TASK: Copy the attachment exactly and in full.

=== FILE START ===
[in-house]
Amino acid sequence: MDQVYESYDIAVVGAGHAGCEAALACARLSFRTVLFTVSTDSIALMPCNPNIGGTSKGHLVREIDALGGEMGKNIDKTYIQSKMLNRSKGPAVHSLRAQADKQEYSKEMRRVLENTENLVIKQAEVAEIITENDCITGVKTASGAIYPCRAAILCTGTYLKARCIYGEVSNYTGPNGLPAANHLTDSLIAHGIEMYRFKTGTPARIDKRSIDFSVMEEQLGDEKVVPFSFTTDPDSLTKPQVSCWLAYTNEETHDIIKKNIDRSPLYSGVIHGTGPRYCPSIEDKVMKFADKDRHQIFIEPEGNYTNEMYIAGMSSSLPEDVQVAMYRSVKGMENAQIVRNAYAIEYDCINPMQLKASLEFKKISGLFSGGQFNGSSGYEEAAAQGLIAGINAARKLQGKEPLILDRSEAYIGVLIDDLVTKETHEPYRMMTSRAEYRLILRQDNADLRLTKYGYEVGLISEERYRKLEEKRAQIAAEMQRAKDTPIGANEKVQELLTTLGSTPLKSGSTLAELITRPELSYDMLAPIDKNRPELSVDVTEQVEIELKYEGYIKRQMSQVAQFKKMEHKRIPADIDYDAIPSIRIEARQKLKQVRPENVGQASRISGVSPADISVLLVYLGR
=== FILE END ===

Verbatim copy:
[in-house]
Amino acid sequence: MDQVYESYDIAVVGAGHAGCEAALACARLSFRTVLFTVSTDSIALMPCNPNIGGTSKGHLVREIDALGGEMGKNIDKTYIQSKMLNRSKGPAVHSLRAQADKQEYSKEMRRVLENTENLVIKQAEVAEIITENDCITGVKTASGAIYPCRAAILCTGTYLKARCIYGEVSNYTGPNGLPAANHLTDSLIAHGIEMYRFKTGTPARIDKRSIDFSVMEEQLGDEKVVPFSFTTDPDSLTKPQVSCWLAYTNEETHDIIKKNIDRSPLYSGVIHGTGPRYCPSIEDKVMKFADKDRHQIFIEPEGNYTNEMYIAGMSSSLPEDVQVAMYRSVKGMENAQIVRNAYAIEYDCINPMQLKASLEFKKISGLFSGGQFNGSSGYEEAAAQGLIAGINAARKLQGKEPLILDRSEAYIGVLIDDLVTKETHEPYRMMTSRAEYRLILRQDNADLRLTKYGYEVGLISEERYRKLEEKRAQIAAEMQRAKDTPIGANEKVQELLTTLGSTPLKSGSTLAELITRPELSYDMLAPIDKNRPELSVDVTEQVEIELKYEGYIKRQMSQVAQFKKMEHKRIPADIDYDAIPSIRIEARQKLKQVRPENVGQASRISGVSPADISVLLVYLGR